The Top 5 Most Influential Worship Albums of All Time

We recently did an office poll about the most influential worship albums of all time. Of course, our lists differed quite a bit. Since it’s all subjective, I asked everyone to make a case for their own top five. Tell us in the comments whose taste you share, and whose is out of touch.

Joel Muddamalle

Drop by the Proclaim booth at your next ministry conference, you’ll probably meet Joel who only has four favorite albums, not five.

  • Passion: Hymns Ancient and Modern (2004)
    As a young worship leader, the Passion movement (Crowder, Tomlin, and Redmond) played a crucial role in my development. During the rise of modern worship songs, this album was significant in reinforcing the importance of hymns. For me, it was reminder of where we came from in worship, which grew a deep appreciation for the hymns of the past. It also encouraged creativity in how worship leaders and bands arrange an ancient hymn with a modern music style.
  • Blessed Be Your Name, Matt Redman (2005)
    This album contained songs that become anthems sung in churches around the world. While leading worship in India in 2007, I started to play the song “Blessed Be Your Name,” and the entire Indian church began to sing along without any words or projection. Needless to say, this album transcended cultural, denominational, and even age barriers for the church at large.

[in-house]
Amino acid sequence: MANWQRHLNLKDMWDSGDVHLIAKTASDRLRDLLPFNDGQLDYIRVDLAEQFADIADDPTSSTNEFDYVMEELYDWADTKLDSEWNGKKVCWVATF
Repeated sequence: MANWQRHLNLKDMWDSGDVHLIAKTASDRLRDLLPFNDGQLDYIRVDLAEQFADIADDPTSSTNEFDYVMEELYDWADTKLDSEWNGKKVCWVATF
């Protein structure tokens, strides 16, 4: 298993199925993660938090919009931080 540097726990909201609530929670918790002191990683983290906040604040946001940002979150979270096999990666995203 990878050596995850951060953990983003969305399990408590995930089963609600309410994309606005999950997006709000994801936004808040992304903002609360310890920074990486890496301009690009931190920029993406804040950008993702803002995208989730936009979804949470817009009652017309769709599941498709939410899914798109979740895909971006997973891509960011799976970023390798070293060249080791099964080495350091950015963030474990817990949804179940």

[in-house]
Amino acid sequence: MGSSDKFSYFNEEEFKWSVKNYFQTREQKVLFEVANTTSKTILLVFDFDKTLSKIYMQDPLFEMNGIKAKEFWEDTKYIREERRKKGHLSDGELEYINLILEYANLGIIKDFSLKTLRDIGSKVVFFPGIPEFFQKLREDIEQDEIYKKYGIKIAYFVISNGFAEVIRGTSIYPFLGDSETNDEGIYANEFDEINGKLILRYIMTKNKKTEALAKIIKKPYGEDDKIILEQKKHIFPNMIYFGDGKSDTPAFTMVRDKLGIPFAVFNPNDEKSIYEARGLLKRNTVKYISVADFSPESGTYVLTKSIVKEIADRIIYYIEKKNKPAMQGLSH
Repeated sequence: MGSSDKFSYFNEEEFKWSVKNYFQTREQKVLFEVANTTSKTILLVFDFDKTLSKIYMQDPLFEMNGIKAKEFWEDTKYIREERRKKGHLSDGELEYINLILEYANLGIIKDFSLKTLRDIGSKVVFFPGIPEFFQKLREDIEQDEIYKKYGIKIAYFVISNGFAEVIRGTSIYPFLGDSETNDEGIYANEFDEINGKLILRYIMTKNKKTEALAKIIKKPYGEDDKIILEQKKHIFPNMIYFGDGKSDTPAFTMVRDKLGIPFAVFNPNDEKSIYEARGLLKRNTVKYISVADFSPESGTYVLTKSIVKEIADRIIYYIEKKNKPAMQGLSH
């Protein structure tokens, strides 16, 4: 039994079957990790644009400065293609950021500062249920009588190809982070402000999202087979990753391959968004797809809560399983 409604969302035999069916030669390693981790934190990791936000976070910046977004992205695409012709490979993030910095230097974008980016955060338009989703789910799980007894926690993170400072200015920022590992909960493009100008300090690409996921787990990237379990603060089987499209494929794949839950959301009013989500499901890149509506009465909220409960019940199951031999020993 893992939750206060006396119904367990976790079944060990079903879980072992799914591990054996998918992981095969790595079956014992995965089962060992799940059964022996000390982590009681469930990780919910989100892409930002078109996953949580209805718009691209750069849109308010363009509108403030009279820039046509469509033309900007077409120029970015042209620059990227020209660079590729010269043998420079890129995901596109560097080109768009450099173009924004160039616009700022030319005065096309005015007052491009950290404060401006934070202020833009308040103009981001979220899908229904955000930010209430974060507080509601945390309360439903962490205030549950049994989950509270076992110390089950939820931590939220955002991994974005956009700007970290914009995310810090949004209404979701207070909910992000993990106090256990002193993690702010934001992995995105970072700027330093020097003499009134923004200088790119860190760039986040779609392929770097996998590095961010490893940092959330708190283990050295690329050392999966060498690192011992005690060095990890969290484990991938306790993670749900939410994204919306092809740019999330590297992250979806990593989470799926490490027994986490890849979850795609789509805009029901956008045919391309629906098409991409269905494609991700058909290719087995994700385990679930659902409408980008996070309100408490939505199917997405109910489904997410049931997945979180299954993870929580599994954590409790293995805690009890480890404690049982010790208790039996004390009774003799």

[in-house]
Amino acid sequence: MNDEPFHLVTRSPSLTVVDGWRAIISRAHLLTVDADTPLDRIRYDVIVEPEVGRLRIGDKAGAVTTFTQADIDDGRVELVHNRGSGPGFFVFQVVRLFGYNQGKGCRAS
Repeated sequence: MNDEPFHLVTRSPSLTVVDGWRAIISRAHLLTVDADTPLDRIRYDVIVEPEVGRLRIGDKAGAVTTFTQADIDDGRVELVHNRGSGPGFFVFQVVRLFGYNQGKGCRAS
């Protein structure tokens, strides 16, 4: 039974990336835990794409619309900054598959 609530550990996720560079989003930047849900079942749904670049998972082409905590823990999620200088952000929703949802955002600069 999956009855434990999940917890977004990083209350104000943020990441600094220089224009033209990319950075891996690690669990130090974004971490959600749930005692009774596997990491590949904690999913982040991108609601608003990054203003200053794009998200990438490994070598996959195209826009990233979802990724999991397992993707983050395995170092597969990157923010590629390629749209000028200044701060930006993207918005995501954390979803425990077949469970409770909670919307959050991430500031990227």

• Passion: Awakening (2010)
    This album—as the many Passion albums before it—introduced some important worship songs to the church. Songs such as “Like a Lion,” “How He Saves,” and “Our God” became instant favorites for many worship leaders. Passion has introduced songs to the larger worship stream that are easily playable in a local-church context.
  • God of Victory, The Village Church (2011)
    A newer album from the worship band at Matt Chandler’s church, the Village, God of Victory is packed with songs that gracefully combine musical creativity and theological depth. Possibly even more important, these songs can be easily played, sung, and rearranged. Many of the songs on this album can be played with either a full band or just an acoustic guitar.

Derek Fekkes

Derek, the newest member of the team, curates the Proclaim newsletter.

  • Cutting Edge, Delirious? (1994–1995)
    I was a little late getting on the Delirious? bandwagon. But once I was let on to them, I got my hands on all their music I could. “I Could Sing of Your Love Forever,” “Shout to the North and the South,” and “Lord, You Have My Heart” were regulars in my high school youth group, and are still some of my favorites.
  • Sonicflood, Sonicflood (1999)
    I vividly remember seeing Sonicflood at Creation West in the early 2000s. Everybody was talking about their “new” kind of worship music. Rock + worship = phenomenon that is still riding a wave (see “Newsboys”).
  • No Name Face, Lifehouse (2000)
    O.K., so maybe going outside of the traditional “worship” genre here, but if measured by raw, heartfelt cries to God, this album is near the top. Everybody knows about the passionate “Everything,” but if you take a closer listen, the album is filled with gut-wrenching appeals to, and worship of, God.
  • Holding Nothing Back, Tim Hughes (2007)
    In a time when worship music (and perhaps Christian music in general) was lacking in creativity and quality production, Hughes came out with this album filled with top-quality songwriting, musicianship, and production. In my opinion, this album stands far above anything else of the time period in almost every respect.